Our childhood experiences help to create the individuals we become. Parents who validate their children, are consistent, and praise them for their accomplishments (rather than their appearance, good grades, etc.) have children with higher self-esteem. After divorce, parents can encourage their children to be resilient by helping them to acquire the skills needed to feel capable and optimistic about life.
Self-esteem means believing in yourself and trusting you did the best you could in any given situation. It’s based on your belief system – which is a blend of how you feel about yourself and the way you believe others see you. Your view of yourself influences your perception of what you can do, how you get along with others, and how you solve problems.
Perhaps one of the most important factors in the development of a child’s confidence is the way children see his or her parents interact with one another. Studies show that patterns of parenting after divorce that lessen conflict, encourage open communication, and adhere to a parenting plan where kids have access to both parents are beneficial for a child’s self-esteem into emerging adulthood.
To thrive, children need to learn to trust in their own abilities, as they experience rebounding from failure and develop a healthy sense of self-confidence. If you embrace your children’s imperfections, they will learn to be more persistent and less discouraged when they make mistakes.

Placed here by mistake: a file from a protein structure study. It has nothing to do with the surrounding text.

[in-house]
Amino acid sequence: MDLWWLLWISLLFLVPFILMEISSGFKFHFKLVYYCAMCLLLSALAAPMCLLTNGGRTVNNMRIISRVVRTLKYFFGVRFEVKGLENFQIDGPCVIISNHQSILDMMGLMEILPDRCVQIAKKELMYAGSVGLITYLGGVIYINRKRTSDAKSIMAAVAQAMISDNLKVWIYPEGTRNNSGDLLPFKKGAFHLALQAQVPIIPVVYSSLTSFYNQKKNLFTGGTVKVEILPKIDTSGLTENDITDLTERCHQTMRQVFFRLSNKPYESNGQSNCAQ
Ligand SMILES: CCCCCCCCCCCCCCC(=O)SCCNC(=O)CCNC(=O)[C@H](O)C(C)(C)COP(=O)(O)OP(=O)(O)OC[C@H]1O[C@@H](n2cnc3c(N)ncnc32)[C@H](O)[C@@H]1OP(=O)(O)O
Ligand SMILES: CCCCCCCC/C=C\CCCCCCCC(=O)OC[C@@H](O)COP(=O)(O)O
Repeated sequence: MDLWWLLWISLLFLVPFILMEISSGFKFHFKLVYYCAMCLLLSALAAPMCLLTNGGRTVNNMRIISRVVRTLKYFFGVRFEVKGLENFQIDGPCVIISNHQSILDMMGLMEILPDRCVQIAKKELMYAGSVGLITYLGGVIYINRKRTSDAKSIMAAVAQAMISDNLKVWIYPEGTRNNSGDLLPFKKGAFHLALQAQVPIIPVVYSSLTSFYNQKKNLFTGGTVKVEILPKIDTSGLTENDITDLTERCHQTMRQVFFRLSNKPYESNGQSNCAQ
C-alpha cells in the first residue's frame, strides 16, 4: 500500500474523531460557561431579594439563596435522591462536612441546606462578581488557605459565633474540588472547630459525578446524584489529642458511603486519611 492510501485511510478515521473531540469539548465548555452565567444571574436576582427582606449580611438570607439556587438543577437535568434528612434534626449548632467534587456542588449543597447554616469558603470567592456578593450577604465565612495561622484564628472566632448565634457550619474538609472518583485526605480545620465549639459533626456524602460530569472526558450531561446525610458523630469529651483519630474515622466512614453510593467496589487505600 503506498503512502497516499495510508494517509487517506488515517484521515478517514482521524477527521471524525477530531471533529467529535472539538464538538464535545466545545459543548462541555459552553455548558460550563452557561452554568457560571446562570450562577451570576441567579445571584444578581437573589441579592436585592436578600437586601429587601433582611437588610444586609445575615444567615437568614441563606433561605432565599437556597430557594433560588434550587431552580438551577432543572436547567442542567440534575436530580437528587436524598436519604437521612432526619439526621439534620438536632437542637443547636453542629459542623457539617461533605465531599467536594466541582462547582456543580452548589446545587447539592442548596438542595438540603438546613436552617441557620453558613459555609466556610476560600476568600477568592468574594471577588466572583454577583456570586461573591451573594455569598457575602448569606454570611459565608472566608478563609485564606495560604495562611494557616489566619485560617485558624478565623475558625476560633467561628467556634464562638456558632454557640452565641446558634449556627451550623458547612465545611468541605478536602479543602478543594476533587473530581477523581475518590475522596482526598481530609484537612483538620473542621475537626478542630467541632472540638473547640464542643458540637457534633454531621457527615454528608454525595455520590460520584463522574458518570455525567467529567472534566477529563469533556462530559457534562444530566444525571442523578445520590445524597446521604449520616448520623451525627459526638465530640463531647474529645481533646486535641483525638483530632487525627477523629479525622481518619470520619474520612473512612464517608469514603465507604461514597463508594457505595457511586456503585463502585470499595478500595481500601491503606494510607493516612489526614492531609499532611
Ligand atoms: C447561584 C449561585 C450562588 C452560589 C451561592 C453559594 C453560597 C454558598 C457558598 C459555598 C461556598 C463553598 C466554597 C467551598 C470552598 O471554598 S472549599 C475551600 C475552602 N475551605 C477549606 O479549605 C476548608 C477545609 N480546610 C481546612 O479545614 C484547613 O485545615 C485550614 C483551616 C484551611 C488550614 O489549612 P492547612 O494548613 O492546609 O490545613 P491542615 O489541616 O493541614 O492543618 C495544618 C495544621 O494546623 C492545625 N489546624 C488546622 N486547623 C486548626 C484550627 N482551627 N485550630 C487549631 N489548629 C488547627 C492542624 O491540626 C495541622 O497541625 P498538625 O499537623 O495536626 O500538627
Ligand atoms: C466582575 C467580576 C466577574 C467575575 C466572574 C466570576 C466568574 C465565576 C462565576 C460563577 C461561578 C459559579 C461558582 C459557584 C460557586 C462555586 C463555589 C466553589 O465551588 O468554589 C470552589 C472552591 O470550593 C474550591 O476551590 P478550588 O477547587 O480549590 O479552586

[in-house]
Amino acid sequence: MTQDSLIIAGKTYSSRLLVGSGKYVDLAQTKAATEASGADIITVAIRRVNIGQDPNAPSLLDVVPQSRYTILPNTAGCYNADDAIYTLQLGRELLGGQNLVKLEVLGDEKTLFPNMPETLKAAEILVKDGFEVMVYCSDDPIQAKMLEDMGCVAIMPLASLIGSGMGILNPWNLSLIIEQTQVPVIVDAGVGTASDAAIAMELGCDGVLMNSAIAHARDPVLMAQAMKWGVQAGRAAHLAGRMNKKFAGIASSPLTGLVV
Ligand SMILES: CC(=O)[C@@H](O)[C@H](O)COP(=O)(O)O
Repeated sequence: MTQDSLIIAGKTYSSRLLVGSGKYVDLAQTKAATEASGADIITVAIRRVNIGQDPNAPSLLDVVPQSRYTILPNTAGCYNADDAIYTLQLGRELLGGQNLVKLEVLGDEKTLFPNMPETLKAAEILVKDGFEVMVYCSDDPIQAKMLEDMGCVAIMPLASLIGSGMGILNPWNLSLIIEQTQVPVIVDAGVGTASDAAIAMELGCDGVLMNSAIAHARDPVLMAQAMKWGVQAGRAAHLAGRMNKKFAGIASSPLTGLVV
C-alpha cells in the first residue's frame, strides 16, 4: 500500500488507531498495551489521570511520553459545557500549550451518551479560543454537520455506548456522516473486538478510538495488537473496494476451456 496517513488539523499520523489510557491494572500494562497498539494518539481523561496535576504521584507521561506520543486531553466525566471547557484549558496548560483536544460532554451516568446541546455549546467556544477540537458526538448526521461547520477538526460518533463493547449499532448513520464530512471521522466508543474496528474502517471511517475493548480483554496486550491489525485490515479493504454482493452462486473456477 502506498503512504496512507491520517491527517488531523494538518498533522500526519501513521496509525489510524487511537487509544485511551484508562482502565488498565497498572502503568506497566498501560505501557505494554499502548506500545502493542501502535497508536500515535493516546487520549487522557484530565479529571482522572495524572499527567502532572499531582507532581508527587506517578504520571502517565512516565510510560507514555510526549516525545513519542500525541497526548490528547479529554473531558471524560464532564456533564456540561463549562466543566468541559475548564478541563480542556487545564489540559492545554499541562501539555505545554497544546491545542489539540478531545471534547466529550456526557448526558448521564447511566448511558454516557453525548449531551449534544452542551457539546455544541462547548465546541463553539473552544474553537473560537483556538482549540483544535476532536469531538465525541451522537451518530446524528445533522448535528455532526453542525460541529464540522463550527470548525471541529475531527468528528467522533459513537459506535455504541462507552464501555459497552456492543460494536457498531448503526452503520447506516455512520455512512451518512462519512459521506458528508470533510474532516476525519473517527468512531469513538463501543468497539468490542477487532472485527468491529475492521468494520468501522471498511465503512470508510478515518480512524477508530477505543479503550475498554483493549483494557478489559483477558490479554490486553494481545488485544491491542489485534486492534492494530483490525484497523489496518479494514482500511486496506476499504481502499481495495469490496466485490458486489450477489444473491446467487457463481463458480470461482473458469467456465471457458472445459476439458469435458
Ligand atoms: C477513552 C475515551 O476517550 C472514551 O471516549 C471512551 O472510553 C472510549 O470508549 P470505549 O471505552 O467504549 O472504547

8 Ways To Foster Your Children’s High Self-Esteem After Divorce
- Model confidence and optimism. This will encourage your kids to take risks – such as voicing his/her opinion even when it’s not popular to do so and taking on new tasks with a positive outlook.
- Create a safe atmosphere for your children to express his/her feelings – be sure to listen and validate them.
- Accept that your kids will make mistakes and don’t overreact. Explain to them that we all make mistakes and the important thing is to learn from them.
- Praise their determination and model resilience. If your children watch you bounce back from adversity, they’ll be more inclined to follow in your footsteps.
- Don’t bad-mouth your ex, as this promotes loyalty conflicts and may make it more difficult for him/her to heal from the losses associated with divorce. Don’t let your cynicism or anger impact your interactions with your kids. Don’t pass on a negative view of relationships to your kids.
- Encourage your children to follow their passions, develop interests, and practice talents.
- Recognize your kid’s efforts and strengths. These positive steps will boost his/her confidence in the years to come.
- Encourage your children to spend close to equal time with both parents. Be flexible about parenting time – especially as he or she reaches adolescence and may need more time for friends, school, jobs, and extracurricular activities.
Finally, recognize that your ex is your children’s parent and deserves respect for that reason alone. Modeling cooperation and polite behavior sets a positive tone for co-parenting. When children are confident of the love of both of their parents, they will adjust more easily to divorce. Keeping your differences with your ex away from your children will open up opportunities to move beyond divorce in the years to come.
Terry’s new book, Daughters of Divorce: Overcome They Legacy of Your Parents’ Breakup and Enjoy A Happy, Long-Lasting Relationship, can be ordered on her website or amazon.com.